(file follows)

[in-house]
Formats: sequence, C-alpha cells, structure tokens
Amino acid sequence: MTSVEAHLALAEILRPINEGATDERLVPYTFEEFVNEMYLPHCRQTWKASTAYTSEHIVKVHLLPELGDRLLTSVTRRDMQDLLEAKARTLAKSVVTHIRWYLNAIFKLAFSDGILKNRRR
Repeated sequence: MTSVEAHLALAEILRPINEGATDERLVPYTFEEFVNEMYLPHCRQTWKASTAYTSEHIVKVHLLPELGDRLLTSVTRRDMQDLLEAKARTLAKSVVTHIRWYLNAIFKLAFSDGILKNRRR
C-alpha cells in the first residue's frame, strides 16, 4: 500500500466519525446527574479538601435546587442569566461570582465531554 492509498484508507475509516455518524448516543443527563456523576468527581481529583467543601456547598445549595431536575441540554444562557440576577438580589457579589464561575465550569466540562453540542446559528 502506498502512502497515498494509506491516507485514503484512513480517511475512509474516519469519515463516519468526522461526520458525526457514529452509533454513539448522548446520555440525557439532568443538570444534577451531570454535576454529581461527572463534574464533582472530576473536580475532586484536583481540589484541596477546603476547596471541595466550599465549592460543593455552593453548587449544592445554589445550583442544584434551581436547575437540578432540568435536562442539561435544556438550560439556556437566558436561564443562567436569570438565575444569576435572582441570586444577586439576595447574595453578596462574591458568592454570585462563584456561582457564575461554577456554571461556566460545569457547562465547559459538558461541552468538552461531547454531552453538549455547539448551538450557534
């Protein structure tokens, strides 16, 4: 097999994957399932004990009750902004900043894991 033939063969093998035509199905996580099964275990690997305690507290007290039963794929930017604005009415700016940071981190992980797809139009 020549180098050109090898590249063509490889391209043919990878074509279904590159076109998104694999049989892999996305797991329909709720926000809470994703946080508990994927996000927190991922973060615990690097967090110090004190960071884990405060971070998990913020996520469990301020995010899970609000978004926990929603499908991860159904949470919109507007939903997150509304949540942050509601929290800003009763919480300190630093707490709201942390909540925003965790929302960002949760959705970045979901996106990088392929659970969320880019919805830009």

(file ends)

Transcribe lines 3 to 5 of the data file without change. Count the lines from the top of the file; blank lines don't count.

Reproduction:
Amino acid sequence: MTSVEAHLALAEILRPINEGATDERLVPYTFEEFVNEMYLPHCRQTWKASTAYTSEHIVKVHLLPELGDRLLTSVTRRDMQDLLEAKARTLAKSVVTHIRWYLNAIFKLAFSDGILKNRRR
Repeated sequence: MTSVEAHLALAEILRPINEGATDERLVPYTFEEFVNEMYLPHCRQTWKASTAYTSEHIVKVHLLPELGDRLLTSVTRRDMQDLLEAKARTLAKSVVTHIRWYLNAIFKLAFSDGILKNRRR
C-alpha cells in the first residue's frame, strides 16, 4: 500500500466519525446527574479538601435546587442569566461570582465531554 492509498484508507475509516455518524448516543443527563456523576468527581481529583467543601456547598445549595431536575441540554444562557440576577438580589457579589464561575465550569466540562453540542446559528 502506498502512502497515498494509506491516507485514503484512513480517511475512509474516519469519515463516519468526522461526520458525526457514529452509533454513539448522548446520555440525557439532568443538570444534577451531570454535576454529581461527572463534574464533582472530576473536580475532586484536583481540589484541596477546603476547596471541595466550599465549592460543593455552593453548587449544592445554589445550583442544584434551581436547575437540578432540568435536562442539561435544556438550560439556556437566558436561564443562567436569570438565575444569576435572582441570586444577586439576595447574595453578596462574591458568592454570585462563584456561582457564575461554577456554571461556566460545569457547562465547559459538558461541552468538552461531547454531552453538549455547539448551538450557534